NEWLANDS’ LAW OF OCTAVES

NEWLANDS’ LAW OF OCTAVES

Newland

  • In 1864, Newlands arranged the then-known elements in the order of increasing atomic masses and found that the properties of every eighth element are similar to the properties of the first element
  • Till then 56 elements were known.
  • Law of Octaves says that “If elements are arranged by the increasing order of their atomic masses, property of every eighth element (starting from the first element) repeats”
example of newland's octave law
example of Newland’s octave law

Limitation

  • It was found that the Law of Octaves was applicable only up to calcium, as after calcium every eighth element did not possess properties similar to that of the first.
  •  It was assumed by Newlands that only 56 elements existed in nature and no more elements would be discovered in the future.
  • But, later on, several new elements were discovered, whose properties did not fit into the Law of Octaves.
  •  In order to fit elements into his Table, Newlands adjusted two elements in the same slot, but also put some unlike elements under the same note.
  • Note that cobalt and nickel are in the same slot and these are placed in the same column as fluorine, chlorine, and bromine which have very different properties than these elements.
  • Iron, which resembles cobalt and nickel in properties, has been placed far away from these elements.
  • Thus, Newlands’ Law of Octaves worked well with lighter elements only.

Important Questions from Newlands’ Law of Octaves and Döbereiner’s Triads

  1. In Mendeleev’s periodic table, gap was not left for one of the following elements. This element is :
    (a) gallium (b) beryllium (c) germanium (d) scandium
  2. . The Newlands’ law of octaves for the classification of elements was found to be applicable only up to the element :
    (a) potassium (b) calcium (c) cobalt (d) phosphorus
  3.  According to Mendeleev’s periodic law, the elements were arranged in the periodic table in the order of :
    (a) decreasing atomic numbers (b) increasing atomic numbers (c) decreasing atomic masses (d) increasing atomic massesAns. b,b,d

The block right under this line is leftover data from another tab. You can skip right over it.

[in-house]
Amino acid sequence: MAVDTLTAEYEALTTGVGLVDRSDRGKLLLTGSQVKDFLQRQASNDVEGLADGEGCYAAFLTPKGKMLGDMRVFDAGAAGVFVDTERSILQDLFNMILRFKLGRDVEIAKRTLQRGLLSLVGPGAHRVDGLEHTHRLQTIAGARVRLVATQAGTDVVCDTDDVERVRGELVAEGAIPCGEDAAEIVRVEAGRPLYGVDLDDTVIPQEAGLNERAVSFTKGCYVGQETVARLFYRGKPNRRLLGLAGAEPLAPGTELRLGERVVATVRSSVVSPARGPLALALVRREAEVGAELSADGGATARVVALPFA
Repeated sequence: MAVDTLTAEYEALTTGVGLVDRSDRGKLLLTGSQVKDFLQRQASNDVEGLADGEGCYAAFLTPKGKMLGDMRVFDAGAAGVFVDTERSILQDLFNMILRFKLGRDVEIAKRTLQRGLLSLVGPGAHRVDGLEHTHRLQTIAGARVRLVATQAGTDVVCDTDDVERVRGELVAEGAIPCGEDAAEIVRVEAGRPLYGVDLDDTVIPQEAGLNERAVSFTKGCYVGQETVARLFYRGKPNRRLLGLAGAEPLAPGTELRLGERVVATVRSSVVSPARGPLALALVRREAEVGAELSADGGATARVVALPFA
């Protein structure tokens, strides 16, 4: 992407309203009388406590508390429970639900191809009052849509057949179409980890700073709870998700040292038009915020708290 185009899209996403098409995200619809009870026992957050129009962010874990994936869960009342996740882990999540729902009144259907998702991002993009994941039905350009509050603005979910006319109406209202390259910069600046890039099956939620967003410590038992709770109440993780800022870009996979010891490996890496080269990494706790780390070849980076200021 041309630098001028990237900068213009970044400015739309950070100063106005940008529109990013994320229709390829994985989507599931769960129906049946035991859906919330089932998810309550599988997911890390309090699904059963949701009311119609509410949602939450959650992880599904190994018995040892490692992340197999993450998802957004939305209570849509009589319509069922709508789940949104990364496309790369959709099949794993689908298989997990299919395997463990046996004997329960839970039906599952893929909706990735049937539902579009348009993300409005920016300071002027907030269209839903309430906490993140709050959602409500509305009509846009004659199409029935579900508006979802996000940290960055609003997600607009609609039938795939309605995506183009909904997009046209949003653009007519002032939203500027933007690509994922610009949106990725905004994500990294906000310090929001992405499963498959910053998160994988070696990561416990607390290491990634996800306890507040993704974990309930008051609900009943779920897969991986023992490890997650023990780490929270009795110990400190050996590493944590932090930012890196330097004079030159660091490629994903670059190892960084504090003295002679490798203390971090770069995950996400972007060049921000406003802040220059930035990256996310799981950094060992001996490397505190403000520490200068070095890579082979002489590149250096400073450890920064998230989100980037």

4. A part of the early classification of elements has been given below :
    H Li Be B C N O
    F Na Mg Al Si P S
    (
    a) Which law of classification of elements is illustrated by the above arrangement of elements?
    (
    b) Name the scientist who proposed such a classification of elements.
    (
    c) Why is such a classification of elements compared with a characteristic of musical scale?
    (
    d) State one limitation of this classification of elements.
    Ans

(a) Newlands’ law of octaves
(
b) Newlands
(
c) Because in this classification  the repetition in the properties of elements is just like the repetition of eighth note in an octave of music
(
d) This could be applied only up to the element calcium and not beyond that.

Q.5. Did Dobereiner’s triads also exist in the columns of Newlands’ octaves? Compare and find out.

  • Ans. Yes, Dobereiner’s triads also exist in the columns of Newlands’ classification of elements based on the law of octaves.
  • Consider the elements lithium (Li), sodium (Na), and potassium (K) which are present in the second column of Newlands’ classification of elements.
  • Now, if we start with lithium as the 1st element, then the 8th element from it is sodium, and according to Newlands’ law of octaves, the properties of 8th element sodium should be similar to those of the first element lithium.
  • Again, if we take sodium as the 1st element, then the 8th element from it is potassium, and according to Newlands’ law of octaves, the properties of 8th element potassium should be similar to those of the 1st element sodium.
  • This means that according to Newlands’ law of octaves, the elements lithium, sodium and potassium should have similar chemical properties.
  • We also know that lithium, sodium and potassium form a Dobereiner’s triad having similar.
  • we conclude that Dobereiner’s triads also exist in the columns of Newlands’ octaves.

Q.6. What were the limitations of Dobereiner’s classification of elements?

Ans. The main limitation of Dobereiner’s classification of elements was that it failed to arrange all the then-known elements in the form of triads of elements having similar chemical properties. Dobereiner could identify only three triads from the elements known at that time. So, his classification of elements was not much successful. Another limitation was that Dobereiner failed to explain the relation between atomic masses of elements and their chemical properties.
Q.7. What were the limitations of Newlands’ law of octaves?
Ans. Newlands’ law of octaves for the classification of elements had the following limitations :
(i) Newlands’ law of octaves was applicable to the classification of elements up to calcium only. After
calcium, every eighth element did not possess properties similar to that of the first element. Thus,
Newlands’ law of octaves worked well with lighter elements only.
(ii) Newlands assumed that only 56 elements existed in nature and no more elements would be discovered in the future. But later on, several new elements were discovered whose properties did not fit into Newlands’ law of octaves.
(iii) In order to fit elements into his table, Newlands put even two elements together in one slot and that too in the column of unlike elements having very different properties. For example, the two elements cobalt (Co) and nickel (Ni) were put together in just one slot, and that too in the column of elements like fluorine, chlorine, and bromine which have very different properties from these elements.

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